Santa Monica College – which is known as one of the “greenest” campuses in the state – has named the college’s grounds crew and recycling teams winners of the 2012 EcoHero Awards.
SMC grounds supervisor Tom Corpus and his crew were cited for their many practices and work, including the implementation of “Green Zones” on campus in which only manpowered or battery-powered equipment is used and organic integrated pest management is applied.
Recycling program specialist Madeline Brodie and her team of student workers were recognized for their effort in implementing SMC’s Zero Waste program and maintaining SMC’s extensive recycling system. In addition, Lisa Lewis Burns, administrative assistant in the SMC Center for Environmental & Urban Studies, was honored for her work with Eco Club members and other students, as well as her support for the many environmental events and programs on campus.
“Sometimes it isn’t easy being green, but these guys do it every day,” said SMC Sustainability Director Genevieve Bertone at an awards luncheon Wednesday (April 25) at the college’s Organic Learning Garden. “These EcoHeroes are truly team players that embody the values of SMC – student success, global citizenship and sustainability.”
JC Keurjian, chief director of facilities, praised the grounds crew for many of its practices, but noted in particular, “All of the staff have really, really stepped up to come up with innovative ways to move SMC in the Green Zone.”
Underlining that achievement, Dan Mabe, president of Green Station in Woodland Hills, presented certificates to SMC officials, saying that it is “the very first college to be Green Station-Green Zone certified.”
“We know the college is progressive and way ahead of the curve in sustainability,” Mabe said.
Bertone noted that the student recycling team, working closely with Brodie, collects, sorts, cleans and processes the tons or recycled waste deposited into special containers spread throughout the main and satellite campuses. In addition, the team members often answer questions posed by students they encounter as they fulfill their duties.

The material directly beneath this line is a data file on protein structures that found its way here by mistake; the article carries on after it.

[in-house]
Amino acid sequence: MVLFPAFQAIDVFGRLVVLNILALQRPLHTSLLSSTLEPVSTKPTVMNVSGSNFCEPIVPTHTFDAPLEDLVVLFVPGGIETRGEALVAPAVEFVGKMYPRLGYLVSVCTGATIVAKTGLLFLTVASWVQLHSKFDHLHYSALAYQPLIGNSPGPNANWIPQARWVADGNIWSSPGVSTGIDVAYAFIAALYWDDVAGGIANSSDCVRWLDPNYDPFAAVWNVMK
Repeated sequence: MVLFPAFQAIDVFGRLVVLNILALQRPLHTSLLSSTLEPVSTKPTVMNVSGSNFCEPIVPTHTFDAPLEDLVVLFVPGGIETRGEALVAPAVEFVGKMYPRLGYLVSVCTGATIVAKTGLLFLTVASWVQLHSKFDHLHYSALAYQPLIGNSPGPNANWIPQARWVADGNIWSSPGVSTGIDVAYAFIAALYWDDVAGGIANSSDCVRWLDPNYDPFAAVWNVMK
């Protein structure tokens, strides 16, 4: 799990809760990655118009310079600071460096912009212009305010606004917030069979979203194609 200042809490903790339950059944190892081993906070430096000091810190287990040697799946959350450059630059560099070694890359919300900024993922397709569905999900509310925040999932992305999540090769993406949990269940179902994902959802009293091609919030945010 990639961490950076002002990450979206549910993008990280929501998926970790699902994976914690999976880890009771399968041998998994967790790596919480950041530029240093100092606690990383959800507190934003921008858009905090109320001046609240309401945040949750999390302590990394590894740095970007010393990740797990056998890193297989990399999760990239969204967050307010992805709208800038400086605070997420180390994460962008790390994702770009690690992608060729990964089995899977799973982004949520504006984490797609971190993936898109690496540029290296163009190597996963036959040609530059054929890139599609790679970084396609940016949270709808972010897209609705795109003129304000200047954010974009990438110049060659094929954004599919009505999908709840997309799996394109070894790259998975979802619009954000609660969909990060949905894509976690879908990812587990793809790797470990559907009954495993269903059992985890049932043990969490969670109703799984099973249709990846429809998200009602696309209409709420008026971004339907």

“They close the loop when it comes to recycling, and they do it with a smile on their faces,” Bertone said.
SMC has firmly maintained its status as a leader in sustainable practices. Most recently it opened an Organic Learning Garden in which students and employees are growing fresh and healthy food.
SMC was also the first college in the nation to establish last year a Recycling and Resource Management Certificate program, has had a solar installation training program for two years, and has worked to “green” the curriculum across disciplines.
Winner of Santa Monica’s 2009 Sustainable Quality Awards, the college has been cited for its progressive environmental practices and programs that include its partnership with the non-profit Sustainable Works, which offers students extra credit by participating in extracurricular environmental workshops; its leadership in recycling, highlighted by its worm composting project that turns three tons of SMC cafeteria garbage each year into clean and organic fertilizer and pesticide; and its “Any Line, Any Time” program that offers free transportation to all students, faculty and staff on Big Blue Bus lines.